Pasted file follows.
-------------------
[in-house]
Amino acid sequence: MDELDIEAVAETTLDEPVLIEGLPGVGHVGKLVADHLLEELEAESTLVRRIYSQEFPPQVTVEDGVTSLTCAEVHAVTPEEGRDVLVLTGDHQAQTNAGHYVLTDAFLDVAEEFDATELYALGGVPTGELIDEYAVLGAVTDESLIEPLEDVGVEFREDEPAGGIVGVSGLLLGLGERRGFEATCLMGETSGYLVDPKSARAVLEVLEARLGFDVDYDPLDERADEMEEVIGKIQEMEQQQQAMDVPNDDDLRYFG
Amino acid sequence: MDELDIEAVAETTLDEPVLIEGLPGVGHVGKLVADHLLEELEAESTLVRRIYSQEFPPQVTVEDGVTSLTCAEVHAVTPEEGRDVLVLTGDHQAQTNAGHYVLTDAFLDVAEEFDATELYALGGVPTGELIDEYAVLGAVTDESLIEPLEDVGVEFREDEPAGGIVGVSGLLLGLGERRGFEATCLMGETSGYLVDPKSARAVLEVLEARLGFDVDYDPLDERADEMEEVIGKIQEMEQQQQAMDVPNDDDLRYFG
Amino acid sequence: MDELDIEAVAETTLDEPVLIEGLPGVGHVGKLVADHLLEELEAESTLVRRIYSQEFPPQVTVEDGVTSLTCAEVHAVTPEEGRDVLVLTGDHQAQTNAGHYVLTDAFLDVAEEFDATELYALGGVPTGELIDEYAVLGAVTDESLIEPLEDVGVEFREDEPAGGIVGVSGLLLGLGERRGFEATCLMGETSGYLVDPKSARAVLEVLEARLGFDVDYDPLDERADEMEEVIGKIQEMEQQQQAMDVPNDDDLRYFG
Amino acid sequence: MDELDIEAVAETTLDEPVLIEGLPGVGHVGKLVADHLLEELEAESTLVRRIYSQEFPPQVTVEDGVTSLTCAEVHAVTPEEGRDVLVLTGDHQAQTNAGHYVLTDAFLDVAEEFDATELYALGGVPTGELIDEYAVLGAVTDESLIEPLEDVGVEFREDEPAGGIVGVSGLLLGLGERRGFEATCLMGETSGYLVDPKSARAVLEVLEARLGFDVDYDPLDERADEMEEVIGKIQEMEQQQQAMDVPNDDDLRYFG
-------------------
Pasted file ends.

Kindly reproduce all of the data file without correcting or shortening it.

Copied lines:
[in-house]
Amino acid sequence: MDELDIEAVAETTLDEPVLIEGLPGVGHVGKLVADHLLEELEAESTLVRRIYSQEFPPQVTVEDGVTSLTCAEVHAVTPEEGRDVLVLTGDHQAQTNAGHYVLTDAFLDVAEEFDATELYALGGVPTGELIDEYAVLGAVTDESLIEPLEDVGVEFREDEPAGGIVGVSGLLLGLGERRGFEATCLMGETSGYLVDPKSARAVLEVLEARLGFDVDYDPLDERADEMEEVIGKIQEMEQQQQAMDVPNDDDLRYFG
Amino acid sequence: MDELDIEAVAETTLDEPVLIEGLPGVGHVGKLVADHLLEELEAESTLVRRIYSQEFPPQVTVEDGVTSLTCAEVHAVTPEEGRDVLVLTGDHQAQTNAGHYVLTDAFLDVAEEFDATELYALGGVPTGELIDEYAVLGAVTDESLIEPLEDVGVEFREDEPAGGIVGVSGLLLGLGERRGFEATCLMGETSGYLVDPKSARAVLEVLEARLGFDVDYDPLDERADEMEEVIGKIQEMEQQQQAMDVPNDDDLRYFG
Amino acid sequence: MDELDIEAVAETTLDEPVLIEGLPGVGHVGKLVADHLLEELEAESTLVRRIYSQEFPPQVTVEDGVTSLTCAEVHAVTPEEGRDVLVLTGDHQAQTNAGHYVLTDAFLDVAEEFDATELYALGGVPTGELIDEYAVLGAVTDESLIEPLEDVGVEFREDEPAGGIVGVSGLLLGLGERRGFEATCLMGETSGYLVDPKSARAVLEVLEARLGFDVDYDPLDERADEMEEVIGKIQEMEQQQQAMDVPNDDDLRYFG
Amino acid sequence: MDELDIEAVAETTLDEPVLIEGLPGVGHVGKLVADHLLEELEAESTLVRRIYSQEFPPQVTVEDGVTSLTCAEVHAVTPEEGRDVLVLTGDHQAQTNAGHYVLTDAFLDVAEEFDATELYALGGVPTGELIDEYAVLGAVTDESLIEPLEDVGVEFREDEPAGGIVGVSGLLLGLGERRGFEATCLMGETSGYLVDPKSARAVLEVLEARLGFDVDYDPLDERADEMEEVIGKIQEMEQQQQAMDVPNDDDLRYFG